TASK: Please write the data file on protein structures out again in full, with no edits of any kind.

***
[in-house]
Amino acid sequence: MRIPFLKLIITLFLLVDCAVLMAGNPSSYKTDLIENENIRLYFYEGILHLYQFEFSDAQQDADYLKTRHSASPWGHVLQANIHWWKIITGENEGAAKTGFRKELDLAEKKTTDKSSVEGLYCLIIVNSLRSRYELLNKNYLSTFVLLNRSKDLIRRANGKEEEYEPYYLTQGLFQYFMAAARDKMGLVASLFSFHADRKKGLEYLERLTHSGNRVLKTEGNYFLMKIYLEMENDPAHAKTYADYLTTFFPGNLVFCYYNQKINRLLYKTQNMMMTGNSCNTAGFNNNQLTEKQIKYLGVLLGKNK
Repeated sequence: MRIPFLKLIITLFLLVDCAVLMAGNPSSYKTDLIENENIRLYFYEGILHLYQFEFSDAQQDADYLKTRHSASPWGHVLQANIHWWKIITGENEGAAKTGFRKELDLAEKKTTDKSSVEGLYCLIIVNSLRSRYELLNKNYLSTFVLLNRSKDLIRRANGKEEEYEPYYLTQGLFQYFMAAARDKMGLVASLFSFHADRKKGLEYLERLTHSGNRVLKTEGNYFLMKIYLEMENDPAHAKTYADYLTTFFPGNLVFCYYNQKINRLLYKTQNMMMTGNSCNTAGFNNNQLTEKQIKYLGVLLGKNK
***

[in-house]
Amino acid sequence: MRIPFLKLIITLFLLVDCAVLMAGNPSSYKTDLIENENIRLYFYEGILHLYQFEFSDAQQDADYLKTRHSASPWGHVLQANIHWWKIITGENEGAAKTGFRKELDLAEKKTTDKSSVEGLYCLIIVNSLRSRYELLNKNYLSTFVLLNRSKDLIRRANGKEEEYEPYYLTQGLFQYFMAAARDKMGLVASLFSFHADRKKGLEYLERLTHSGNRVLKTEGNYFLMKIYLEMENDPAHAKTYADYLTTFFPGNLVFCYYNQKINRLLYKTQNMMMTGNSCNTAGFNNNQLTEKQIKYLGVLLGKNK
Repeated sequence: MRIPFLKLIITLFLLVDCAVLMAGNPSSYKTDLIENENIRLYFYEGILHLYQFEFSDAQQDADYLKTRHSASPWGHVLQANIHWWKIITGENEGAAKTGFRKELDLAEKKTTDKSSVEGLYCLIIVNSLRSRYELLNKNYLSTFVLLNRSKDLIRRANGKEEEYEPYYLTQGLFQYFMAAARDKMGLVASLFSFHADRKKGLEYLERLTHSGNRVLKTEGNYFLMKIYLEMENDPAHAKTYADYLTTFFPGNLVFCYYNQKINRLLYKTQNMMMTGNSCNTAGFNNNQLTEKQIKYLGVLLGKNK